The U.S. Naval Academy Alcohol and Drug Program partnered with a local restaurant to host “Make it Back Home” night Jan. 30.
The event, held at local Annapolis restaurant Galway Bay, was designed to help promote responsible drinking within the Brigade of Midshipmen by encouraging them to make a plan and stick to it and reminding them to take care of one another at all times.
“I think the Galway Bay night is a great way to encourage a safe environment of responsible social drinking,” said LT Katherine Jensen, USNA Alcohol and Drug Education (ADEO) Officer. “The event emphasizes safe drinking principles of drinking with trusted friends, eating food and drinking water, avoiding liquor, and limiting the number of drinks you have.”
The program helps midshipmen remember the simple concepts of going out with a group of people that you trust, knowing where you will be going and what you will be drinking, and having someone step up and take responsibility for their fellow midshipmen.
“We are told over and over again facts about alcohol and read scenarios about when a night of liberty went completely wrong,” said Midshipman 1st Class Elizabeth Shields, brigade alcohol and drug education officer. “It's easy to hear words, but once you have practiced doing the right thing, that is when it sticks into your memory and helps guide future decisions.”
Shields came up with the idea after soliciting establishments in downtown Annapolis for help in establishing an event that promotes responsible drinking.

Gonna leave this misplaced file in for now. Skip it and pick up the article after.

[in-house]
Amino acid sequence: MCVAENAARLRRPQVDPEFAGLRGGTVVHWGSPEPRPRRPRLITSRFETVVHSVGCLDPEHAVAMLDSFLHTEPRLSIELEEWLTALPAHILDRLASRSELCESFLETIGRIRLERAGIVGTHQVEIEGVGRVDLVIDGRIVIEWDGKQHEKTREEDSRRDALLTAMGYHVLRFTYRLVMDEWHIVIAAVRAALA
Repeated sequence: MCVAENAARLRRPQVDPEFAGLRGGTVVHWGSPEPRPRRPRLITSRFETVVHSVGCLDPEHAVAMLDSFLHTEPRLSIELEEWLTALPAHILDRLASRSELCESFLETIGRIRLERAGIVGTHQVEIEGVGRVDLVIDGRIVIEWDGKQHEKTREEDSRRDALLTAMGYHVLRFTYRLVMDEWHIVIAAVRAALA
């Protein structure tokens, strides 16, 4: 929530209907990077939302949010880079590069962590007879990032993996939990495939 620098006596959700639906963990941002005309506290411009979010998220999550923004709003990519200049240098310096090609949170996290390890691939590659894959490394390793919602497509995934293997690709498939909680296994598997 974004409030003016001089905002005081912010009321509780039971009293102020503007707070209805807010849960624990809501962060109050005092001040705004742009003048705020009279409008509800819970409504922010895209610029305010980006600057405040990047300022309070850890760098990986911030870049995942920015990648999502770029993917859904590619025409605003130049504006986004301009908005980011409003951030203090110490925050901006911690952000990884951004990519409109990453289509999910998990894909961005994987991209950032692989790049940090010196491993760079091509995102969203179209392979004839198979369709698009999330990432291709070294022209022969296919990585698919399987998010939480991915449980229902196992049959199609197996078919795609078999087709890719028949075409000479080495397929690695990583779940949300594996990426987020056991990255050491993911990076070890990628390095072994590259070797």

“The manager at Galway Bay was very interested in talking about ways to promote a safe drinking culture,” said Shields. “[He] was the person responsible for suggesting the 'Make it Back Home' event that rewards people who actively practice the idea of drinking responsibly."
The event is designed to reward responsible drinking by offering discount prices on food to groups that follow four tenants of responsible drinking: being in a group of four or more people, drinking only beer or wine, drinking water continuously throughout the night, and choosing a designated non-drinking person to make decisions for the group.
“We have a hard time defining ‘having a plan’ or ‘drinking responsibly,’ but people do these things all the time, and may not even know it,” said Shields. “While exposing a new culture to some, this event could also act to reinforce a responsible drinking culture that some people already adhere to.”
The goal of the ADEO program is to promote responsible use of alcohol and encourage midshipmen to watch for each other. Responsible drinking is enforced at USNA by making everyone accountable for each other’s actions.